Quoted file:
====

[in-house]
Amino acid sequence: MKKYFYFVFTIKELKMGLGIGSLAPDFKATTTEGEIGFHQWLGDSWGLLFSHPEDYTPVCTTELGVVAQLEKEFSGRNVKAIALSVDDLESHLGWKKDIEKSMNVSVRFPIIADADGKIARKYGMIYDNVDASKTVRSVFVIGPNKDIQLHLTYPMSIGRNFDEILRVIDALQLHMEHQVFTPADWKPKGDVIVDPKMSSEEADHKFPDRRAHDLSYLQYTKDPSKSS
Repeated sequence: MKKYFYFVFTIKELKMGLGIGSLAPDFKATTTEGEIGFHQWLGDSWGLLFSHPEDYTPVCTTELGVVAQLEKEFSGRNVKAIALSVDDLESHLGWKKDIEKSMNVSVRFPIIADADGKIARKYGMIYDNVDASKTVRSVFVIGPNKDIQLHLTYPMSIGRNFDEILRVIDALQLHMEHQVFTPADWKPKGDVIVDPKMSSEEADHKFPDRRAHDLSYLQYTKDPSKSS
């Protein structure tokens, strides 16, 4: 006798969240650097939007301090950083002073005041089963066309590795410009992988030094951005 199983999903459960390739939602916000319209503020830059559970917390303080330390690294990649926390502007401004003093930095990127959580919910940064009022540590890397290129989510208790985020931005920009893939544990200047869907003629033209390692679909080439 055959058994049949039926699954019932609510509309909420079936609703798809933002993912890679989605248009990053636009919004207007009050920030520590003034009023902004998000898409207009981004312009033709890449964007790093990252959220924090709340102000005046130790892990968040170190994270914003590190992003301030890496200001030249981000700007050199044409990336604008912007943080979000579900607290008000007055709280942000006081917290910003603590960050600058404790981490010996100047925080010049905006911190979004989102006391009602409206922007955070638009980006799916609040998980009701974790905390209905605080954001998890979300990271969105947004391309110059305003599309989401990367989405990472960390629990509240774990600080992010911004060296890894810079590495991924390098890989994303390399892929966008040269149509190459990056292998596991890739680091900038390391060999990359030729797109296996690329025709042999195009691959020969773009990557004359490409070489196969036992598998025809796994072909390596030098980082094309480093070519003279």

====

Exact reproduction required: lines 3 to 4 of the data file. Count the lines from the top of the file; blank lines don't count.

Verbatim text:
Repeated sequence: MKKYFYFVFTIKELKMGLGIGSLAPDFKATTTEGEIGFHQWLGDSWGLLFSHPEDYTPVCTTELGVVAQLEKEFSGRNVKAIALSVDDLESHLGWKKDIEKSMNVSVRFPIIADADGKIARKYGMIYDNVDASKTVRSVFVIGPNKDIQLHLTYPMSIGRNFDEILRVIDALQLHMEHQVFTPADWKPKGDVIVDPKMSSEEADHKFPDRRAHDLSYLQYTKDPSKSS
């Protein structure tokens, strides 16, 4: 006798969240650097939007301090950083002073005041089963066309590795410009992988030094951005 199983999903459960390739939602916000319209503020830059559970917390303080330390690294990649926390502007401004003093930095990127959580919910940064009022540590890397290129989510208790985020931005920009893939544990200047869907003629033209390692679909080439 055959058994049949039926699954019932609510509309909420079936609703798809933002993912890679989605248009990053636009919004207007009050920030520590003034009023902004998000898409207009981004312009033709890449964007790093990252959220924090709340102000005046130790892990968040170190994270914003590190992003301030890496200001030249981000700007050199044409990336604008912007943080979000579900607290008000007055709280942000006081917290910003603590960050600058404790981490010996100047925080010049905006911190979004989102006391009602409206922007955070638009980006799916609040998980009701974790905390209905605080954001998890979300990271969105947004391309110059305003599309989401990367989405990472960390629990509240774990600080992010911004060296890894810079590495991924390098890989994303390399892929966008040269149509190459990056292998596991890739680091900038390391060999990359030729797109296996690329025709042999195009691959020969773009990557004359490409070489196969036992598998025809796994072909390596030098980082094309480093070519003279």